Like many of his generation, my father served in the United States Military and attended college on a Naval Reserve Officers Training Corps (NROTC) scholarship. Discipline was a determining factor not only for advancement in his military career but also for a successful outcome in his academic career. A member of the United States Navy, he earned a college degree at the University of Southern California, a fine university where I was privileged to follow in my father’s footsteps.
My education has prepared me well for my current position as a college instructor. In addition to traditional teaching I instruct college students online through the University of Phoenix. While online instruction has given me the unique experience to teach students from all parts of the globe, I consider it a special privilege to instruct those who so honorably serve our country. Routinely at the top of their academic class, students in the United States Military are not only among the world’s finest soldiers, they are also among the finest students at our colleges and universities.
At a time when the use of public funds is being questioned, I am pleased to report that the public funding of our military student’s university education is a wise investment. Like my father, the military students display a discipline that is a determining factor not only for advancement in their military career, but also serves them well in achieving a successful academic outcome. While discipline parallels both military and academic success, exemplary time-management skills and preparation are also among the fine traits my military students bring to the classroom.
According to the book, Keys to College Studying: Becoming an Active Thinker, “Successful time-management starts with identifying your time-related needs and preferences. This self-knowledge sets the stage for building and managing your schedule, avoiding procrastination, and being flexible in the face of change.”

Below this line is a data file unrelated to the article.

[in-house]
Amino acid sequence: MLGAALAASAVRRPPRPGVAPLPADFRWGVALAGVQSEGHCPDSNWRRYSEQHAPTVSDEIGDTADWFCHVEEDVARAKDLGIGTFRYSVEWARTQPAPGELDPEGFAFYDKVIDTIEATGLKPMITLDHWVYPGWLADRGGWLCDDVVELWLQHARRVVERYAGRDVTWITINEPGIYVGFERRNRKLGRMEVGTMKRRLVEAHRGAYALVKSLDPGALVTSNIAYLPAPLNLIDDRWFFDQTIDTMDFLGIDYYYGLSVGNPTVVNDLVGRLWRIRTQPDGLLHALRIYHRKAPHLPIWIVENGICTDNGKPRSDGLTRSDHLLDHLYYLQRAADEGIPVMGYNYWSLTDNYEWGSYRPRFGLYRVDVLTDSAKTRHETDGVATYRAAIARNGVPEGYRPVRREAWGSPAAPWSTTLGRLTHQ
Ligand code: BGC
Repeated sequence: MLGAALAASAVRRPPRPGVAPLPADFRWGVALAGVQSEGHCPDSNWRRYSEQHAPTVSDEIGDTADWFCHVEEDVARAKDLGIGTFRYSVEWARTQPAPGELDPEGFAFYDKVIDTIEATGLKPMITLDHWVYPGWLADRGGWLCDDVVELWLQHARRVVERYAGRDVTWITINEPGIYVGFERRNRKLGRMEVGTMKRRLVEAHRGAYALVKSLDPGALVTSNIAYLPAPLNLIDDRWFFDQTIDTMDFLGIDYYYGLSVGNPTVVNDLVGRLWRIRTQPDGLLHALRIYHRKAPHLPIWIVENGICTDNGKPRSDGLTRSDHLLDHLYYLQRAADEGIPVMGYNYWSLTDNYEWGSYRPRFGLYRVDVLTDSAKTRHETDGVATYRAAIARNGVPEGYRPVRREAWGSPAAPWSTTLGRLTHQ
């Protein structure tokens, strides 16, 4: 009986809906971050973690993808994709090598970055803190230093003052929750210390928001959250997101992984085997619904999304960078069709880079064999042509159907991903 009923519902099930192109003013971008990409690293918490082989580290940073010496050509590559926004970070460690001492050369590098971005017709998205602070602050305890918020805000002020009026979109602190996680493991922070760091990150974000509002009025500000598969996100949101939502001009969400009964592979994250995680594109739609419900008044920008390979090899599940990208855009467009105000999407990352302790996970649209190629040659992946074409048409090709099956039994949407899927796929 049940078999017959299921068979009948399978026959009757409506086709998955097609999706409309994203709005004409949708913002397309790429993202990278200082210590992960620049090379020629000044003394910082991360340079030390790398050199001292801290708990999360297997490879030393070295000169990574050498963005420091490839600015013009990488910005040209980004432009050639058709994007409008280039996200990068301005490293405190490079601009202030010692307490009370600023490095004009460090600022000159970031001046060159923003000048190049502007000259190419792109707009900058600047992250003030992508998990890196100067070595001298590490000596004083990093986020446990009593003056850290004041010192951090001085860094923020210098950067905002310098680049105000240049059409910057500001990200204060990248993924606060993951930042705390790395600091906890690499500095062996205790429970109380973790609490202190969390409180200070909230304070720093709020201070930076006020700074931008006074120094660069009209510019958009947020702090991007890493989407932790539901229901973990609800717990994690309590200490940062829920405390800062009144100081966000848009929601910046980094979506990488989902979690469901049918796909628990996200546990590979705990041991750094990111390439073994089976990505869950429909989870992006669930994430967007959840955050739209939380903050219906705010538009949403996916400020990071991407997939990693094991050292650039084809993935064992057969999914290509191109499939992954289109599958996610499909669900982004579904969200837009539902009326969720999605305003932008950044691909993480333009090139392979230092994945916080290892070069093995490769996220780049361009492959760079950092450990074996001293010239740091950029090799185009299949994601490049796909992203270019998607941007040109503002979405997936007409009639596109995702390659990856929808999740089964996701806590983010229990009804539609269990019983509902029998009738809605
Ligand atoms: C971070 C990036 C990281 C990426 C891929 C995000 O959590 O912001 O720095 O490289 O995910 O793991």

With multiple deployments to countries in all parts of the world, military students are experts at finding time in their demanding schedules to devote to their college studies. Preparedness is another quality they bring to the classroom, as evidenced by student who recently asked me about his class work in advance of his forthcoming deployment to Afghanistan.
General Colin Powell who became America’s 65th Secretary of State once said, “There are no secrets to success. It is the result of preparation, hard work, learning from failure.” While I applaud the academic preparedness of my military students I am equally pleased by the appreciation that their civilian classmates express to them. Our blended classroom has helped us to better understand and more fully appreciate the commitment of those who so honorably serve and sacrifice on behalf of our country.
The encouragement to live an honorable life is found in 2 Peter 1:5-7:”Make every effort to add your faith goodness; and to goodness, knowledge; and to knowledge, self-control; and to self-control, perseverance; and to perseverance, godliness; and to godliness, brotherly kindness; and to brotherly kindness, love.” These overarching virtues of faith in God and love for country are the underlying principles that bind all the rest.
I lost my father to cancer several years ago, but like other military veterans, he has left an imprint not only upon my life but upon today’s remarkable men and women who have followed in his footsteps to serve our country in the United States Armed Forces. While I am proud of all my students, it is a special honor to instruct those who wear the uniform that my father once wore, to help them receive a university education that he valued, and to take pride in their service to a country that he loved.